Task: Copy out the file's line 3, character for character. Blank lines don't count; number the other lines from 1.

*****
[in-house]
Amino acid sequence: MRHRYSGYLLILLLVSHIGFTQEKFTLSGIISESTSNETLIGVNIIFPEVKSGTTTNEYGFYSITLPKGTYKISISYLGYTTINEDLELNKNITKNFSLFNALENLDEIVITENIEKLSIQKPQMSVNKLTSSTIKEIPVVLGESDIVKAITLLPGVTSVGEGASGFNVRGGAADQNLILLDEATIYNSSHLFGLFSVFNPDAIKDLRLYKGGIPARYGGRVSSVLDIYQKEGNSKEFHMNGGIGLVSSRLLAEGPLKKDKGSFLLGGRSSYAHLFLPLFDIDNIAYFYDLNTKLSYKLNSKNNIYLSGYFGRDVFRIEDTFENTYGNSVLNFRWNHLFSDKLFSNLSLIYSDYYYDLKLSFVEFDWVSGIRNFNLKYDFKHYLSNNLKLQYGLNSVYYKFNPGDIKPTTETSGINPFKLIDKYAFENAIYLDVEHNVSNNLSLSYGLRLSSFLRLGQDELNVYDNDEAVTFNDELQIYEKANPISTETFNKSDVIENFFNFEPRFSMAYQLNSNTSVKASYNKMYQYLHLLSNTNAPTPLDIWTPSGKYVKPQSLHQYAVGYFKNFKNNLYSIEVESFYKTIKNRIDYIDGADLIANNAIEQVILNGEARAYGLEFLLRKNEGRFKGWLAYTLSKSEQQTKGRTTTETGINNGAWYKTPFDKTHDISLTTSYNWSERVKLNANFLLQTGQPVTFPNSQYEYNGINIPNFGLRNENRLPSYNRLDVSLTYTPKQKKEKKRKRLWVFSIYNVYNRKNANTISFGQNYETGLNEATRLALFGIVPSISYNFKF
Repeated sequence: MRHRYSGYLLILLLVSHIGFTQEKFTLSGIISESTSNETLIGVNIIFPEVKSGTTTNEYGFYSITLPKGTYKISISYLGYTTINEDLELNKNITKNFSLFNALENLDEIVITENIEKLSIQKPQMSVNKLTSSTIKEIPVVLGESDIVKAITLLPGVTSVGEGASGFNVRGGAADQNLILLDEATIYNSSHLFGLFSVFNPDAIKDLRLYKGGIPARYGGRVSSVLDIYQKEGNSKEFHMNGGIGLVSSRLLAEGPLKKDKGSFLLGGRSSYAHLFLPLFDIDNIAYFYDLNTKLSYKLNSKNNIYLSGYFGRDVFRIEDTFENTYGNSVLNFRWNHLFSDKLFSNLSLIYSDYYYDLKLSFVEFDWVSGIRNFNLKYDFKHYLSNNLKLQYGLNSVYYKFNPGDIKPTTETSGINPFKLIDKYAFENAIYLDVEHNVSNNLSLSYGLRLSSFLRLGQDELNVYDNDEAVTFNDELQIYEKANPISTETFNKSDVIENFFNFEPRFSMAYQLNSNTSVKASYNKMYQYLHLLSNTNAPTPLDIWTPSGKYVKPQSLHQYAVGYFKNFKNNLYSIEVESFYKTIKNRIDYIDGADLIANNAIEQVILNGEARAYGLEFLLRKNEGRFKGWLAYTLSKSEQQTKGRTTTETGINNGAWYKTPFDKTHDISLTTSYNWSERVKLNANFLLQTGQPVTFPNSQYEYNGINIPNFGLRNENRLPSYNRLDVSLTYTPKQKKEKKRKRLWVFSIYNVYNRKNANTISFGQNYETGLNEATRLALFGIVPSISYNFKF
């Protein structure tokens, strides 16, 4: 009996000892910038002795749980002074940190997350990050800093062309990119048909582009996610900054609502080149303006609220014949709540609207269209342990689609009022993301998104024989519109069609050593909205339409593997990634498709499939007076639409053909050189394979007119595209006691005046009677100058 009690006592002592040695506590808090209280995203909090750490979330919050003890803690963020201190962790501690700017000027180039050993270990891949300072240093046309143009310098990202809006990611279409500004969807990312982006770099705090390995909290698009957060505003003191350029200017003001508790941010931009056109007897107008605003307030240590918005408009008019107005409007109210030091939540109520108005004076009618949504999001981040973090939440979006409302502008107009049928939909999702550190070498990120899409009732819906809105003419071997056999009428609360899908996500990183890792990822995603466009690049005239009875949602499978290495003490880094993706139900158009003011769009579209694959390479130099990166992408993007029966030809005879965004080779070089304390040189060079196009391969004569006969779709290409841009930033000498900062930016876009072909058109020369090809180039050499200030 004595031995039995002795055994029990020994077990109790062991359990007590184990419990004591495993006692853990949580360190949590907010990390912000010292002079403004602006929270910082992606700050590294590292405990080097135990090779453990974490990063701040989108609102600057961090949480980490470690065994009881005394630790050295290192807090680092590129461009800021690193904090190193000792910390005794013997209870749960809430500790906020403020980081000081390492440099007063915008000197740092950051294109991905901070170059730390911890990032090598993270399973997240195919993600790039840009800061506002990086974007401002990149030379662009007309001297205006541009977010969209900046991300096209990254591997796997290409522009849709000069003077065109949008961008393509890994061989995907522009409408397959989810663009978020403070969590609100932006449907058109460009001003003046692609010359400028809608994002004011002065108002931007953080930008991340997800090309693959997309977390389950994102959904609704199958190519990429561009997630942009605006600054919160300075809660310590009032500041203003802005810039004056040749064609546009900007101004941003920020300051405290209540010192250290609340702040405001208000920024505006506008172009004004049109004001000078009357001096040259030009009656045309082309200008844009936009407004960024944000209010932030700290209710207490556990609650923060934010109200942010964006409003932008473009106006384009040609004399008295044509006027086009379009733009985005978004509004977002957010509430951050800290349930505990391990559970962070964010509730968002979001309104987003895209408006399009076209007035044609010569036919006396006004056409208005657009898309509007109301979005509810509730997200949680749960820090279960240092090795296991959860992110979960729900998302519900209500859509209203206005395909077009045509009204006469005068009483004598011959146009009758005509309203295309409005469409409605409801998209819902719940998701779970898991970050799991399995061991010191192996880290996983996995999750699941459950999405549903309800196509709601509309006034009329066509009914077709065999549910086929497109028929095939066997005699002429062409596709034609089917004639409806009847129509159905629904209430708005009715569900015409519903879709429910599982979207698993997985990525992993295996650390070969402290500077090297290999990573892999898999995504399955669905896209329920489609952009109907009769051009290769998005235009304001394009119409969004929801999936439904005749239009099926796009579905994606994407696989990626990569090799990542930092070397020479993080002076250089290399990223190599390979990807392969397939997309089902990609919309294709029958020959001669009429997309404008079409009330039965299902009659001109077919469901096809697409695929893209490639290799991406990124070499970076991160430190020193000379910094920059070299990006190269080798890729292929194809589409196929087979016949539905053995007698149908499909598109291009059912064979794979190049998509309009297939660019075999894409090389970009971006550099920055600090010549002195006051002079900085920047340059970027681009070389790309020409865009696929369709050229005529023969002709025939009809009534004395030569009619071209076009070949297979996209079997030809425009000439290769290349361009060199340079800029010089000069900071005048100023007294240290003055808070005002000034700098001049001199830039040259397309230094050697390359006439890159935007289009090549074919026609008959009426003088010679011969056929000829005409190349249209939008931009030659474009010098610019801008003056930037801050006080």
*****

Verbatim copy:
Repeated sequence: MRHRYSGYLLILLLVSHIGFTQEKFTLSGIISESTSNETLIGVNIIFPEVKSGTTTNEYGFYSITLPKGTYKISISYLGYTTINEDLELNKNITKNFSLFNALENLDEIVITENIEKLSIQKPQMSVNKLTSSTIKEIPVVLGESDIVKAITLLPGVTSVGEGASGFNVRGGAADQNLILLDEATIYNSSHLFGLFSVFNPDAIKDLRLYKGGIPARYGGRVSSVLDIYQKEGNSKEFHMNGGIGLVSSRLLAEGPLKKDKGSFLLGGRSSYAHLFLPLFDIDNIAYFYDLNTKLSYKLNSKNNIYLSGYFGRDVFRIEDTFENTYGNSVLNFRWNHLFSDKLFSNLSLIYSDYYYDLKLSFVEFDWVSGIRNFNLKYDFKHYLSNNLKLQYGLNSVYYKFNPGDIKPTTETSGINPFKLIDKYAFENAIYLDVEHNVSNNLSLSYGLRLSSFLRLGQDELNVYDNDEAVTFNDELQIYEKANPISTETFNKSDVIENFFNFEPRFSMAYQLNSNTSVKASYNKMYQYLHLLSNTNAPTPLDIWTPSGKYVKPQSLHQYAVGYFKNFKNNLYSIEVESFYKTIKNRIDYIDGADLIANNAIEQVILNGEARAYGLEFLLRKNEGRFKGWLAYTLSKSEQQTKGRTTTETGINNGAWYKTPFDKTHDISLTTSYNWSERVKLNANFLLQTGQPVTFPNSQYEYNGINIPNFGLRNENRLPSYNRLDVSLTYTPKQKKEKKRKRLWVFSIYNVYNRKNANTISFGQNYETGLNEATRLALFGIVPSISYNFKF